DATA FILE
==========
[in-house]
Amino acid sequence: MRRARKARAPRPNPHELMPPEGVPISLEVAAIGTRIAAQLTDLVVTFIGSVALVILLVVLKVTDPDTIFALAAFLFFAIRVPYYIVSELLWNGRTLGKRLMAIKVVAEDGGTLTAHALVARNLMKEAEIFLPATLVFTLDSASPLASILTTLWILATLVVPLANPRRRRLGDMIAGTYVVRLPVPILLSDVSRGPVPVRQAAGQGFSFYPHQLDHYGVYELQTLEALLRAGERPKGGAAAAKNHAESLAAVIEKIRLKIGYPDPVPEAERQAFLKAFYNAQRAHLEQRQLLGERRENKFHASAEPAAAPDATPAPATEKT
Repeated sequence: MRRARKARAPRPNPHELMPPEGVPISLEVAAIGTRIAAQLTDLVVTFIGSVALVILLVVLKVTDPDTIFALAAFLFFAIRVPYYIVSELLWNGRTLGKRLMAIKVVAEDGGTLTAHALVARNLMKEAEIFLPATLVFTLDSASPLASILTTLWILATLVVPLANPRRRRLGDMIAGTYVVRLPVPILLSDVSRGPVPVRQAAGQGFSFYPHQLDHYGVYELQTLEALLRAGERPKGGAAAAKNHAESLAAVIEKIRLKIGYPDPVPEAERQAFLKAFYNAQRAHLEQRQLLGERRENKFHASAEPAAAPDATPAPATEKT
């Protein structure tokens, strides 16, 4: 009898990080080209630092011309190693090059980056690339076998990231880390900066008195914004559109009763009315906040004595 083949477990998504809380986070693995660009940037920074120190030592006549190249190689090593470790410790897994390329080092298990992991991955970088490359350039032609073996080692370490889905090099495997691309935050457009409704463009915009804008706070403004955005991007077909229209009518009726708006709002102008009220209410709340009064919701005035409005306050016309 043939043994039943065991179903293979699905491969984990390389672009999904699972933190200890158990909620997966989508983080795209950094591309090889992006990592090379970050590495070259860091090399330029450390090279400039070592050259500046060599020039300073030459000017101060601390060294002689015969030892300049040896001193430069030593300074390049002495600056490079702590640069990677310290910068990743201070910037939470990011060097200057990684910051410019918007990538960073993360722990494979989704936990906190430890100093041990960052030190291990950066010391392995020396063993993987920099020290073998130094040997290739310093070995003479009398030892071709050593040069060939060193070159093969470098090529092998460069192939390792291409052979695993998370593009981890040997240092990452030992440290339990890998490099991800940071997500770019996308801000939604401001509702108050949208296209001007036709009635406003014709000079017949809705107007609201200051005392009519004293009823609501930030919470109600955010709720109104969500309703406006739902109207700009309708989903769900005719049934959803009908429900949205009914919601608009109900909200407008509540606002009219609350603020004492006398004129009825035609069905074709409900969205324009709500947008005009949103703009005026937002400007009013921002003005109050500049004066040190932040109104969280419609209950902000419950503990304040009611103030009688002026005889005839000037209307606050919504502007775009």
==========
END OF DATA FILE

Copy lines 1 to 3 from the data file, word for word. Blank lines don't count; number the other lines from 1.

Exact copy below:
[in-house]
Amino acid sequence: MRRARKARAPRPNPHELMPPEGVPISLEVAAIGTRIAAQLTDLVVTFIGSVALVILLVVLKVTDPDTIFALAAFLFFAIRVPYYIVSELLWNGRTLGKRLMAIKVVAEDGGTLTAHALVARNLMKEAEIFLPATLVFTLDSASPLASILTTLWILATLVVPLANPRRRRLGDMIAGTYVVRLPVPILLSDVSRGPVPVRQAAGQGFSFYPHQLDHYGVYELQTLEALLRAGERPKGGAAAAKNHAESLAAVIEKIRLKIGYPDPVPEAERQAFLKAFYNAQRAHLEQRQLLGERRENKFHASAEPAAAPDATPAPATEKT
Repeated sequence: MRRARKARAPRPNPHELMPPEGVPISLEVAAIGTRIAAQLTDLVVTFIGSVALVILLVVLKVTDPDTIFALAAFLFFAIRVPYYIVSELLWNGRTLGKRLMAIKVVAEDGGTLTAHALVARNLMKEAEIFLPATLVFTLDSASPLASILTTLWILATLVVPLANPRRRRLGDMIAGTYVVRLPVPILLSDVSRGPVPVRQAAGQGFSFYPHQLDHYGVYELQTLEALLRAGERPKGGAAAAKNHAESLAAVIEKIRLKIGYPDPVPEAERQAFLKAFYNAQRAHLEQRQLLGERRENKFHASAEPAAAPDATPAPATEKT